Many school districts in Maryland have scaled back plans to return to in-person learning amid a statewide spike in Covid-19 cases and moves by Gov Larry Hogan to reduce gatherings in businesses and step up infection-control enforcement across the state.
“The easiest prospect for reopening schools is to get the case numbers down from where they are now,” The Baltimore Sun quoted Jennifer Nuzzo, an epidemiologist at the Johns Hopkins Center for Health Security, as saying.
Baltimore City Public Schools, for example, had made plans to open 44 schools for in-person learning next week, but has since revisited that decision and reduced the number of schools that will reopen to under 30.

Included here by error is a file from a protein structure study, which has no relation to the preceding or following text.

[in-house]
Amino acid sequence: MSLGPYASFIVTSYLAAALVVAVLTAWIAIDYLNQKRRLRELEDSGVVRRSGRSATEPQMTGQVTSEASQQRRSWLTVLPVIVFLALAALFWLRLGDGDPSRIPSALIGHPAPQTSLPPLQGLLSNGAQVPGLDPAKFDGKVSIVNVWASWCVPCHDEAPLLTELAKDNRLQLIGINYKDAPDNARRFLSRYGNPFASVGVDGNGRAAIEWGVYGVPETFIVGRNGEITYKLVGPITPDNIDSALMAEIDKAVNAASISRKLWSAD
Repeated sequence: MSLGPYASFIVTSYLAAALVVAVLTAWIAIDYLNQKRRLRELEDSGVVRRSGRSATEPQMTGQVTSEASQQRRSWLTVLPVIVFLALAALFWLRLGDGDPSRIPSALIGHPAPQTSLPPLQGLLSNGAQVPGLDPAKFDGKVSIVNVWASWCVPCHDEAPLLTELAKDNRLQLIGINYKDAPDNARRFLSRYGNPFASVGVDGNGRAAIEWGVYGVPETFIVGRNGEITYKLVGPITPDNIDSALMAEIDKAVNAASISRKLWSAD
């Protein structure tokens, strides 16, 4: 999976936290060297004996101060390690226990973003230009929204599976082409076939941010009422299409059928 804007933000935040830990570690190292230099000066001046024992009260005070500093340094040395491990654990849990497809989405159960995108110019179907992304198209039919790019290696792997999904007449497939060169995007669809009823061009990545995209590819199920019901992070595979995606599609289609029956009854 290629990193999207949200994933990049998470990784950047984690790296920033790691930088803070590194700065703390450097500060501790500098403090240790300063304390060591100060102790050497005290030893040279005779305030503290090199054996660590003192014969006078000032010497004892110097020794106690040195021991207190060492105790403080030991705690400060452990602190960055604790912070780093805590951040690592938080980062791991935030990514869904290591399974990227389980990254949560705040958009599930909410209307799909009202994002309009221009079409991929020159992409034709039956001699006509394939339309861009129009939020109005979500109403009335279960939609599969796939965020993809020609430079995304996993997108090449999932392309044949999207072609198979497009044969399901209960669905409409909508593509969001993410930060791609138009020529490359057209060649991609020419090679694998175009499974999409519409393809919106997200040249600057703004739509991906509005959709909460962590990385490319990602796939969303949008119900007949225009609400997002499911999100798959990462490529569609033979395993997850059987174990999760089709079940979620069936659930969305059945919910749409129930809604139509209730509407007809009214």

New daily cases range from 12.7 per 100,000 people in Carroll County to 26.4 per 100,000 in the Baltimore City, where the rate has more than tripled in three weeks. Most schools across the nation consider a rate of 10 to 15 new cases per 100,000 people to be the threshold for keeping students at home for remote learning.
Howard County Public Schools decided to require a positivity rate below 5 percent and a rolling seven-day average for the new case rate under 10 per 100,000 people for two weeks straight before schools can return to in-person instruction.
The Baltimore County School Board originally planned to return its youngest students to in-person learning by the end of this month. The board, however, directed staff this evening to craft a detailed plan for hybrid education during the spring semester, which would represent all but an abandonment of the original plan.